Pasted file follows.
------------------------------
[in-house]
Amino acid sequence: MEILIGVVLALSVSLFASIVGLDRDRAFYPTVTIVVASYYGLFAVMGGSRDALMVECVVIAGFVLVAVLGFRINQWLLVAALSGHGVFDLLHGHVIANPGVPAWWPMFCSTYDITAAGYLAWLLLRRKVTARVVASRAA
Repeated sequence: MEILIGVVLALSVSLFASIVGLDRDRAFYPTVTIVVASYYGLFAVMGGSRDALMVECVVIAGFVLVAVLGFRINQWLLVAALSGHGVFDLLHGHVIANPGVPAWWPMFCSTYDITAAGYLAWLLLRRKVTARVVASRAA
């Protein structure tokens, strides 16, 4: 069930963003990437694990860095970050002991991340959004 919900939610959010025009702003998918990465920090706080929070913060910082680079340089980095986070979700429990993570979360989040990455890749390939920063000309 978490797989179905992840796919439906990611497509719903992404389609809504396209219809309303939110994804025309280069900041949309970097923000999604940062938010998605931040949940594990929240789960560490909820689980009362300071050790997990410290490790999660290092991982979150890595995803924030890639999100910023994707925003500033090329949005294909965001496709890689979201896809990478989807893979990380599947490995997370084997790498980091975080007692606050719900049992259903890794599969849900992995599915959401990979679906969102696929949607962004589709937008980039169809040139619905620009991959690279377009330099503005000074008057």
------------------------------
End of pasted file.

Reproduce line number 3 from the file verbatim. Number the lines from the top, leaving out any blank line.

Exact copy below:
Repeated sequence: MEILIGVVLALSVSLFASIVGLDRDRAFYPTVTIVVASYYGLFAVMGGSRDALMVECVVIAGFVLVAVLGFRINQWLLVAALSGHGVFDLLHGHVIANPGVPAWWPMFCSTYDITAAGYLAWLLLRRKVTARVVASRAA